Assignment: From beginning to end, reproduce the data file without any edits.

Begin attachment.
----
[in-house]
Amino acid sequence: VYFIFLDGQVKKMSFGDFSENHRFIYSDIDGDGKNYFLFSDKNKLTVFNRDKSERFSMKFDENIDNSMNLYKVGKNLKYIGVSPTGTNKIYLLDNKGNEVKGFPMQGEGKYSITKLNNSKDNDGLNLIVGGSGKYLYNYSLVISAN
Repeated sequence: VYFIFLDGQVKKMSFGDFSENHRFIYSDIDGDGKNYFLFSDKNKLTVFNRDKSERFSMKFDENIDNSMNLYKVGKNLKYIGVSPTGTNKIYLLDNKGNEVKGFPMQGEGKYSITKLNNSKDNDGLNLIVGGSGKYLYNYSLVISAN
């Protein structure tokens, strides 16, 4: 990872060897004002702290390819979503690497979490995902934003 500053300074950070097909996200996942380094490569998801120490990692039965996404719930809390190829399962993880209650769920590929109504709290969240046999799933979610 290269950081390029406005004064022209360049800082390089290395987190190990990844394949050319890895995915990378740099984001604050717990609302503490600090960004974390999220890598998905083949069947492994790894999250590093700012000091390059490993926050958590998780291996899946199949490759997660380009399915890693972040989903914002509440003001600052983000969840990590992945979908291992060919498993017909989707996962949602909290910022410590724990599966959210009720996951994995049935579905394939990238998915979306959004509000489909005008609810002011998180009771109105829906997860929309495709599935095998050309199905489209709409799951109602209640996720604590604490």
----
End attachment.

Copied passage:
[in-house]
Amino acid sequence: VYFIFLDGQVKKMSFGDFSENHRFIYSDIDGDGKNYFLFSDKNKLTVFNRDKSERFSMKFDENIDNSMNLYKVGKNLKYIGVSPTGTNKIYLLDNKGNEVKGFPMQGEGKYSITKLNNSKDNDGLNLIVGGSGKYLYNYSLVISAN
Repeated sequence: VYFIFLDGQVKKMSFGDFSENHRFIYSDIDGDGKNYFLFSDKNKLTVFNRDKSERFSMKFDENIDNSMNLYKVGKNLKYIGVSPTGTNKIYLLDNKGNEVKGFPMQGEGKYSITKLNNSKDNDGLNLIVGGSGKYLYNYSLVISAN
């Protein structure tokens, strides 16, 4: 990872060897004002702290390819979503690497979490995902934003 500053300074950070097909996200996942380094490569998801120490990692039965996404719930809390190829399962993880209650769920590929109504709290969240046999799933979610 290269950081390029406005004064022209360049800082390089290395987190190990990844394949050319890895995915990378740099984001604050717990609302503490600090960004974390999220890598998905083949069947492994790894999250590093700012000091390059490993926050958590998780291996899946199949490759997660380009399915890693972040989903914002509440003001600052983000969840990590992945979908291992060919498993017909989707996962949602909290910022410590724990599966959210009720996951994995049935579905394939990238998915979306959004509000489909005008609810002011998180009771109105829906997860929309495709599935095998050309199905489209709409799951109602209640996720604590604490």